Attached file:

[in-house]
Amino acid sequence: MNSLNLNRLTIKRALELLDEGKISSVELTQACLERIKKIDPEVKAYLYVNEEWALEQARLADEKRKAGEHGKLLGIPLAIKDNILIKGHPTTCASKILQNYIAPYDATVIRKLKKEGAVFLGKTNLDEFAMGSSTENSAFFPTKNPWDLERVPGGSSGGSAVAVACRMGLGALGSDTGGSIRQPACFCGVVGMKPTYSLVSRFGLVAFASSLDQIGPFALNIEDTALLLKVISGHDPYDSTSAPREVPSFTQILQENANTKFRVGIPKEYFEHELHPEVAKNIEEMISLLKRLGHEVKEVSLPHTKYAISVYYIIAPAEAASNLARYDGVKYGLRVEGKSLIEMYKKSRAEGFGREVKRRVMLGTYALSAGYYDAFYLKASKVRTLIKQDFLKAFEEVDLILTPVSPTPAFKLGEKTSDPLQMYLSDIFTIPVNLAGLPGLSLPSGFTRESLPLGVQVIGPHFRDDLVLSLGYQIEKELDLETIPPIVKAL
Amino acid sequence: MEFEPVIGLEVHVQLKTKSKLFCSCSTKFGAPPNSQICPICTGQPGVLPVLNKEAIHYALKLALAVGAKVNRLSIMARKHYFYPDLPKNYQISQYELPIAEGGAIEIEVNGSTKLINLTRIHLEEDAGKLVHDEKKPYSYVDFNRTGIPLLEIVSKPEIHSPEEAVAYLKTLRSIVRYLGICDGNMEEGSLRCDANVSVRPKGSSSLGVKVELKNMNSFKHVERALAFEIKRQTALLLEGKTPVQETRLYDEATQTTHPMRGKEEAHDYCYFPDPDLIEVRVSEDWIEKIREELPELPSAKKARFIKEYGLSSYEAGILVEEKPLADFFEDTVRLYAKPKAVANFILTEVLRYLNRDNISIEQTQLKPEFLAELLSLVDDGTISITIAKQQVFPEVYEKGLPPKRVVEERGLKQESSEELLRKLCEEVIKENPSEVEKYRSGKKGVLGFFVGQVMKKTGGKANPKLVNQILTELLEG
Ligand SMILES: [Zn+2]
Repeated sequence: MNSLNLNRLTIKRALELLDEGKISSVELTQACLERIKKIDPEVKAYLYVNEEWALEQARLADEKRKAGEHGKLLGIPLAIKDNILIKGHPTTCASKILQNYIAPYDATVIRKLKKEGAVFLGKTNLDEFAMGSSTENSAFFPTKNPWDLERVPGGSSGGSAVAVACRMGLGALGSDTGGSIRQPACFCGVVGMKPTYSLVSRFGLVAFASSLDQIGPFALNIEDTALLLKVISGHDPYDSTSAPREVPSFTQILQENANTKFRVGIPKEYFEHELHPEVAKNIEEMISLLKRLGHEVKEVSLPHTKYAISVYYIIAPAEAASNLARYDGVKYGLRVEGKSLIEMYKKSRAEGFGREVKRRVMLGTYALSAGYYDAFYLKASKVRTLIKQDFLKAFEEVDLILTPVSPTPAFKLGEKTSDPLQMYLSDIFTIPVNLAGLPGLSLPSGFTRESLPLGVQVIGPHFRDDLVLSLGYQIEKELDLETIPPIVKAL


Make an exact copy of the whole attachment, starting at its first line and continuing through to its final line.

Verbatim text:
[in-house]
Amino acid sequence: MNSLNLNRLTIKRALELLDEGKISSVELTQACLERIKKIDPEVKAYLYVNEEWALEQARLADEKRKAGEHGKLLGIPLAIKDNILIKGHPTTCASKILQNYIAPYDATVIRKLKKEGAVFLGKTNLDEFAMGSSTENSAFFPTKNPWDLERVPGGSSGGSAVAVACRMGLGALGSDTGGSIRQPACFCGVVGMKPTYSLVSRFGLVAFASSLDQIGPFALNIEDTALLLKVISGHDPYDSTSAPREVPSFTQILQENANTKFRVGIPKEYFEHELHPEVAKNIEEMISLLKRLGHEVKEVSLPHTKYAISVYYIIAPAEAASNLARYDGVKYGLRVEGKSLIEMYKKSRAEGFGREVKRRVMLGTYALSAGYYDAFYLKASKVRTLIKQDFLKAFEEVDLILTPVSPTPAFKLGEKTSDPLQMYLSDIFTIPVNLAGLPGLSLPSGFTRESLPLGVQVIGPHFRDDLVLSLGYQIEKELDLETIPPIVKAL
Amino acid sequence: MEFEPVIGLEVHVQLKTKSKLFCSCSTKFGAPPNSQICPICTGQPGVLPVLNKEAIHYALKLALAVGAKVNRLSIMARKHYFYPDLPKNYQISQYELPIAEGGAIEIEVNGSTKLINLTRIHLEEDAGKLVHDEKKPYSYVDFNRTGIPLLEIVSKPEIHSPEEAVAYLKTLRSIVRYLGICDGNMEEGSLRCDANVSVRPKGSSSLGVKVELKNMNSFKHVERALAFEIKRQTALLLEGKTPVQETRLYDEATQTTHPMRGKEEAHDYCYFPDPDLIEVRVSEDWIEKIREELPELPSAKKARFIKEYGLSSYEAGILVEEKPLADFFEDTVRLYAKPKAVANFILTEVLRYLNRDNISIEQTQLKPEFLAELLSLVDDGTISITIAKQQVFPEVYEKGLPPKRVVEERGLKQESSEELLRKLCEEVIKENPSEVEKYRSGKKGVLGFFVGQVMKKTGGKANPKLVNQILTELLEG
Ligand SMILES: [Zn+2]
Repeated sequence: MNSLNLNRLTIKRALELLDEGKISSVELTQACLERIKKIDPEVKAYLYVNEEWALEQARLADEKRKAGEHGKLLGIPLAIKDNILIKGHPTTCASKILQNYIAPYDATVIRKLKKEGAVFLGKTNLDEFAMGSSTENSAFFPTKNPWDLERVPGGSSGGSAVAVACRMGLGALGSDTGGSIRQPACFCGVVGMKPTYSLVSRFGLVAFASSLDQIGPFALNIEDTALLLKVISGHDPYDSTSAPREVPSFTQILQENANTKFRVGIPKEYFEHELHPEVAKNIEEMISLLKRLGHEVKEVSLPHTKYAISVYYIIAPAEAASNLARYDGVKYGLRVEGKSLIEMYKKSRAEGFGREVKRRVMLGTYALSAGYYDAFYLKASKVRTLIKQDFLKAFEEVDLILTPVSPTPAFKLGEKTSDPLQMYLSDIFTIPVNLAGLPGLSLPSGFTRESLPLGVQVIGPHFRDDLVLSLGYQIEKELDLETIPPIVKAL